Last year, Ubisoft announced a partnership with HitRecord, a collaborative website that allows creators to upload work, and remix others’, in order to get art and assets for Beyond Good And Evil 2 from fans. It caused many to speak out against the idea of sourcing labour from invested outsiders rather than salaried employees, as well as the concept of “spec work.” Ubisoft was asking people to put in time and effort with no guarantee that they would be paid, pointed out creators using the #nospec hashtag. Still, the system is returning for Watch Dogs Legion, with Ubisoft inviting musicians to submit work that could become one of ten tracks that will be used in the game – or might result in absolutely no reward for their labour.
HitRecord founder and leader Joseph Gordon-Levitt responded to these claims last year, claiming that what his organisation does is “substantially different” from spec work. “As mentioned, Ubisoft isn’t doing this to cut costs; they’re doing it to include fans,” he wrote. But including fans doesn’t require this process; Ubisoft could easily reach out to fan artists and musicians directly, or invite portfolios and pitches rather than completed work.
For Watch Dogs, though, Ubisoft says on their website: “Whether you’re a musical composer, writer, singer, player, or someone with big ideas and a lot of passion…we are super excited to hear your music composition.” But, “as with every creative endeavour, some ideas won’t develop or work out as we expected, and some pieces won’t be the right fit for the game.”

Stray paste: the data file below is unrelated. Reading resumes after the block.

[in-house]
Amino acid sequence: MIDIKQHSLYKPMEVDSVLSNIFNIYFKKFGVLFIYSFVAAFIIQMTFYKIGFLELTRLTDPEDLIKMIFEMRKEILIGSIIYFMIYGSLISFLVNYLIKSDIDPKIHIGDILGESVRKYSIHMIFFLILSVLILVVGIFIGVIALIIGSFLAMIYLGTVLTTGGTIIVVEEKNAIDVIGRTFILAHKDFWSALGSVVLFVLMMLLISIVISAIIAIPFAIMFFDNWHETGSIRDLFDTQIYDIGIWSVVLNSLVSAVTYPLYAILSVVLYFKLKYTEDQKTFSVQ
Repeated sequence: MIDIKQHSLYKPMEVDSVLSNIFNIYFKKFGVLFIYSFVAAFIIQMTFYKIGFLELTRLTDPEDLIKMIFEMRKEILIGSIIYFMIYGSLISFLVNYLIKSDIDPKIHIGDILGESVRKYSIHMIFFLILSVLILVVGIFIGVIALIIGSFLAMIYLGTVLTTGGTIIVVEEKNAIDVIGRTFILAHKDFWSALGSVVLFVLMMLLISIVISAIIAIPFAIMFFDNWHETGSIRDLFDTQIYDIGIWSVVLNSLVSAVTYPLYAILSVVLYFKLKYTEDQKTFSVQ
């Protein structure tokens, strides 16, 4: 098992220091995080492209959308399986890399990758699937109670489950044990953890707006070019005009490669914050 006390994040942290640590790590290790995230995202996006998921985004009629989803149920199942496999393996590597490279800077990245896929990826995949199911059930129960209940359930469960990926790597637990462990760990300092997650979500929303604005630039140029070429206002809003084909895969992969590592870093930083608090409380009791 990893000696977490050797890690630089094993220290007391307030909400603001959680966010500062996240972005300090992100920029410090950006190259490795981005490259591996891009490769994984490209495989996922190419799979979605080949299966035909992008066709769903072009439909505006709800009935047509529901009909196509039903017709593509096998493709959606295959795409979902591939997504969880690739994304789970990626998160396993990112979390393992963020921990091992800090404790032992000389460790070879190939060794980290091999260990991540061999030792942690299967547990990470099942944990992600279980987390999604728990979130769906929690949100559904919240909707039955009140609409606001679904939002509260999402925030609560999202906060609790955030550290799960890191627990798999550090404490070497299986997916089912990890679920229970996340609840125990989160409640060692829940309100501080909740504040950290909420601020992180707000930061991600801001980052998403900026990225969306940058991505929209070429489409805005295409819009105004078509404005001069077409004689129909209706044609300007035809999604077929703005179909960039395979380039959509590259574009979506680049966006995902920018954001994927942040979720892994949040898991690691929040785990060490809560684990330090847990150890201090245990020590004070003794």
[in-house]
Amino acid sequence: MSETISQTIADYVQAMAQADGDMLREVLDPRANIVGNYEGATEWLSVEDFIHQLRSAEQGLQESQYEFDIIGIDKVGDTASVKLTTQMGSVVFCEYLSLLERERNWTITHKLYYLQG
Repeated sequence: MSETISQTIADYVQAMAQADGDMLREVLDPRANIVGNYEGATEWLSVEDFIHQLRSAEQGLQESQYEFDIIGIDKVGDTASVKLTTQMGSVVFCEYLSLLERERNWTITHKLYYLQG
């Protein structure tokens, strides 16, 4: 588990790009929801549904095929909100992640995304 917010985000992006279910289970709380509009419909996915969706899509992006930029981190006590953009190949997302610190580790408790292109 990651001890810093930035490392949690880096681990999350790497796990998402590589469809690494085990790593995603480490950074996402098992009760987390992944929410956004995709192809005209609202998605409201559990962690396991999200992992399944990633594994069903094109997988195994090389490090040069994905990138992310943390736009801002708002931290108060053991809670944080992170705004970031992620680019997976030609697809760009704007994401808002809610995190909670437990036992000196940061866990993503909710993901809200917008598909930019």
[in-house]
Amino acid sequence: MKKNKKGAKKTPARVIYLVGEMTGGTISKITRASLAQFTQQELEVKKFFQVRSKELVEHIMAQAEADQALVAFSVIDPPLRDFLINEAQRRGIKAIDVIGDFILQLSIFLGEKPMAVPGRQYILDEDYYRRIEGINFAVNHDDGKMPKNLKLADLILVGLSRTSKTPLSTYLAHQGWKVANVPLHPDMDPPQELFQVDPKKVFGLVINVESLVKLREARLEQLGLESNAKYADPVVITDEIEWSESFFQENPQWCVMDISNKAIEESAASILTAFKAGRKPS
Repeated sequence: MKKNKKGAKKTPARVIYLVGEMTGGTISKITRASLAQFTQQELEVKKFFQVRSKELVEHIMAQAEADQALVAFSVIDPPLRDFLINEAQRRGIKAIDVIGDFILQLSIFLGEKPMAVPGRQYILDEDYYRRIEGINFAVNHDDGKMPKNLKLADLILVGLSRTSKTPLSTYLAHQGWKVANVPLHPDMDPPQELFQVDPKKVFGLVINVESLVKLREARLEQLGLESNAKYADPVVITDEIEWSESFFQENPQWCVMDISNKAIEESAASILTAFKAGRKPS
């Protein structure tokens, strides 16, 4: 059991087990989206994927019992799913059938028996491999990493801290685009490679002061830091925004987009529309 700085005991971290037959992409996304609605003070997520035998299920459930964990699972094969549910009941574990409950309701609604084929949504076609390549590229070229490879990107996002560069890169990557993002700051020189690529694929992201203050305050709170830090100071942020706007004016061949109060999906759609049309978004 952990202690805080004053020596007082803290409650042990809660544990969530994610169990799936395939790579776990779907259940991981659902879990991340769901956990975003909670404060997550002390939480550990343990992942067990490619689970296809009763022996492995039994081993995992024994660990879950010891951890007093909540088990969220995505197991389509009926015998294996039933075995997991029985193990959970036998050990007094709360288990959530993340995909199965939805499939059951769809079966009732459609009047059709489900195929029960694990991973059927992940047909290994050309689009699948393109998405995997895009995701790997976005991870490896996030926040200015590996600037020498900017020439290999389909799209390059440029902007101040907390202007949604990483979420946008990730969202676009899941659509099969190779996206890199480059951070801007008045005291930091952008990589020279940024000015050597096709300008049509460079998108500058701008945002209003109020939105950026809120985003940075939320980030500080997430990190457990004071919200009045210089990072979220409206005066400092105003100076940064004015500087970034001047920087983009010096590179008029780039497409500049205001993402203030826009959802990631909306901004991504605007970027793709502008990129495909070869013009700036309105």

Those pieces will still exist within HitRecord, and their creators might have the opportunity to make money from them later. But that’s still a lot of work to put in with no guarantee at reward. It seems the direct definition of “speculative,” even if Joseph Gordon-Levitt disagrees. Polygon’s Jeff Ramos wrote a good breakdown of the creative community’s concerns last year.
And while it is true of “every creative endeavour,” as Ubisoft says, that not everything will make it to the final product, a salaried employee could still expect to be paid for the time and effort they put in, and to receive benefits that aren’t extended to HitRecord members voluntarily offering up their contributions.
Each of the ten tracks that are included in Watch Dog Legions will pay out $2,000 (£1590), split between every contributor. A video made by HitRecord for the collaboration says that a song might be made up of lyrics, drums, guitar, and vocals, with the share determined by how much they each contribute to the final song. It’s likely there’ll actually be far more than four contributors per song, given that their example doesn’t include work like composition, production, or the “remixes” encouraged by the platform: “As always, you can browse through HitRecord and download any piece of audio contributed to the site, then put your own spin on it by remixing it and reuploading the result.” It seems that this could easily add up to paying each individual a small piece of the pie, even for those who actually do make some money from the labour they put in.
Last year, Gordon-Levitt said that they had paid out “almost $3 million” to HitRecord contributors. In the year since, it’s ticked just over, at $3,001,000 according to the video made for this project. The video says that this includes the $50,000 paid to Beyond Good And Evil 2 contributors, though their website still lists these payments as pending.